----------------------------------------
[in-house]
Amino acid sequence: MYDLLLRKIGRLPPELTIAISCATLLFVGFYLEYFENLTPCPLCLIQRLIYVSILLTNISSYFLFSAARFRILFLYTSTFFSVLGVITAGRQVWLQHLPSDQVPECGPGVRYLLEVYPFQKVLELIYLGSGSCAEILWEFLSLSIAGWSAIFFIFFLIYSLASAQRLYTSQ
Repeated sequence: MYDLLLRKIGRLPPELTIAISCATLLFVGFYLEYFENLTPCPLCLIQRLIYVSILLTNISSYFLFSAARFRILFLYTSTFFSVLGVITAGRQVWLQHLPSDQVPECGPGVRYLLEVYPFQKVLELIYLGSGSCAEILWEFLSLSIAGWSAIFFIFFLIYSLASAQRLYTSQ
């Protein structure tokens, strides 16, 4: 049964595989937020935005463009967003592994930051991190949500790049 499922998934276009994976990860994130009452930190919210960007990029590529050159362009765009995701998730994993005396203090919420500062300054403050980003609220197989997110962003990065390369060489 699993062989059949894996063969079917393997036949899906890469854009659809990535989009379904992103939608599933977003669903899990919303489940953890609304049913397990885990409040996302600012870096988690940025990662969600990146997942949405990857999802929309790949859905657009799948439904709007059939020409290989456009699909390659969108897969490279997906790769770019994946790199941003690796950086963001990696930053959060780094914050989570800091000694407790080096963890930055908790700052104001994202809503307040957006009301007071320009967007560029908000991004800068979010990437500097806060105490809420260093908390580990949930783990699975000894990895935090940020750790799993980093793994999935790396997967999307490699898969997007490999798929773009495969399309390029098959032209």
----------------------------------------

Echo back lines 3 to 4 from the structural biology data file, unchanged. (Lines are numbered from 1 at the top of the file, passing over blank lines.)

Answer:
Repeated sequence: MYDLLLRKIGRLPPELTIAISCATLLFVGFYLEYFENLTPCPLCLIQRLIYVSILLTNISSYFLFSAARFRILFLYTSTFFSVLGVITAGRQVWLQHLPSDQVPECGPGVRYLLEVYPFQKVLELIYLGSGSCAEILWEFLSLSIAGWSAIFFIFFLIYSLASAQRLYTSQ
């Protein structure tokens, strides 16, 4: 049964595989937020935005463009967003592994930051991190949500790049 499922998934276009994976990860994130009452930190919210960007990029590529050159362009765009995701998730994993005396203090919420500062300054403050980003609220197989997110962003990065390369060489 699993062989059949894996063969079917393997036949899906890469854009659809990535989009379904992103939608599933977003669903899990919303489940953890609304049913397990885990409040996302600012870096988690940025990662969600990146997942949405990857999802929309790949859905657009799948439904709007059939020409290989456009699909390659969108897969490279997906790769770019994946790199941003690796950086963001990696930053959060780094914050989570800091000694407790080096963890930055908790700052104001994202809503307040957006009301007071320009967007560029908000991004800068979010990437500097806060105490809420260093908390580990949930783990699975000894990895935090940020750790799993980093793994999935790396997967999307490699898969997007490999798929773009495969399309390029098959032209």